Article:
CLEVELAND, Ohio — The 2020 census deadline has been bumped up from Oct. 31 to Sept. 30. In response, many census advocates such as Melaak Rashid are ramping up efforts to make sure communities are counted.
“The current neighborhood that we’re at now is 'Little Arabia.' the West 117th Lorain neighborhood is predominantly known as the business district that has a lot of the middle eastern markets and middle eastern owned restaurants and businesses,” Rashid says.
Rashid is the community and development outreach coordinator for Smart Development Inc., a grassroots organization aimed at bringing equity to immigrant, refugee and ethnic-minority communities. Twice a week, she can be found canvassing businesses on Cleveland’s West Side, talking to community members about the importance of the census. Community members she says are considered hard-to-count being that they are a part of limited English speaking populations.
“Sometimes I’ve gotten the question, 'Is this a way for the government to track me?' Especially with the worries of undocumented individuals or individuals who are green card holders may be getting scared that it might go against them, or they may be tracked in some sort of way,” Rashid says.
Rashid, who is Arab American, says she and other Smart Development volunteers know that those living and working in this community are more likely to fill out the census when they can relate linguistically and culturally to whoever approaches them.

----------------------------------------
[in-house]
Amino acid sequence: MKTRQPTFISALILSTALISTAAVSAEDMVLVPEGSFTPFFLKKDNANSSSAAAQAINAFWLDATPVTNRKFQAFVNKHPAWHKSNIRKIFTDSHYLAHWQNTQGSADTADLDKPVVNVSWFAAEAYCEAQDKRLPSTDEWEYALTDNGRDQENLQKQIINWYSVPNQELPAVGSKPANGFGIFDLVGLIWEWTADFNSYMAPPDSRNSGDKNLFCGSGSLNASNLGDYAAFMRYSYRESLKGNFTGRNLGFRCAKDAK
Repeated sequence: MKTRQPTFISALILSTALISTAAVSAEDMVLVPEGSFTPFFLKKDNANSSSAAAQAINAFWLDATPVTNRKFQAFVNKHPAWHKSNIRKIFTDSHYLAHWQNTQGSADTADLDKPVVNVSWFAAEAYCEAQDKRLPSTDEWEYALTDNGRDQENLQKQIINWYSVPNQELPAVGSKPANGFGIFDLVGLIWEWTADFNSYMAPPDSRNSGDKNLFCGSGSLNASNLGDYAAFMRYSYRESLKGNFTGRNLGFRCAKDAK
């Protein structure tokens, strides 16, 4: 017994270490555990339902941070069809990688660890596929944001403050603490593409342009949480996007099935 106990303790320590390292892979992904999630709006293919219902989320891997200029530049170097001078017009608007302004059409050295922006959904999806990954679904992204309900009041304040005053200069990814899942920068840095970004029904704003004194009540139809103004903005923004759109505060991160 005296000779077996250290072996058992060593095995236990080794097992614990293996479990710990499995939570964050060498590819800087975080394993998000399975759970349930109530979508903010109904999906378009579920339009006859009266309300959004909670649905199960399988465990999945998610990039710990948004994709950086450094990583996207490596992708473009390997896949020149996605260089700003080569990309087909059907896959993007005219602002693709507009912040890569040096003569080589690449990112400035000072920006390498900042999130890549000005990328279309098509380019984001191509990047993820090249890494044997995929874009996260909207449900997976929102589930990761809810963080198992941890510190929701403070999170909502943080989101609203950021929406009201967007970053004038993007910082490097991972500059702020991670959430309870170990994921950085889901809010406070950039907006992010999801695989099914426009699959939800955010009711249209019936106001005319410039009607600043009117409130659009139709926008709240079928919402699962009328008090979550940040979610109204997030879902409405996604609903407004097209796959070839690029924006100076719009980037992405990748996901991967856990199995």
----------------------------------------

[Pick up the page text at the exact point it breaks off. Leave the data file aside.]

“It’s a great exchange of building trust, to not only them come back for future assistance they may need, but also really realize that the census is not something to fear. A lot of these families they are immigrants so ... their biggest reason they came here was so their kids can get better opportunities. And it's really one of the biggest things that I’ve seen a lot of them end up understanding, is when you relate it to why they came here and what opportunities they could get by completing the census," Rashid says.
Rashid says this is the first year the census was provided in Arabic.
“Ohio is actually No. 8 in the country with the largest Arab American population. So, it's time to get people who are typically underrepresented heard, and that's our goal,” she says.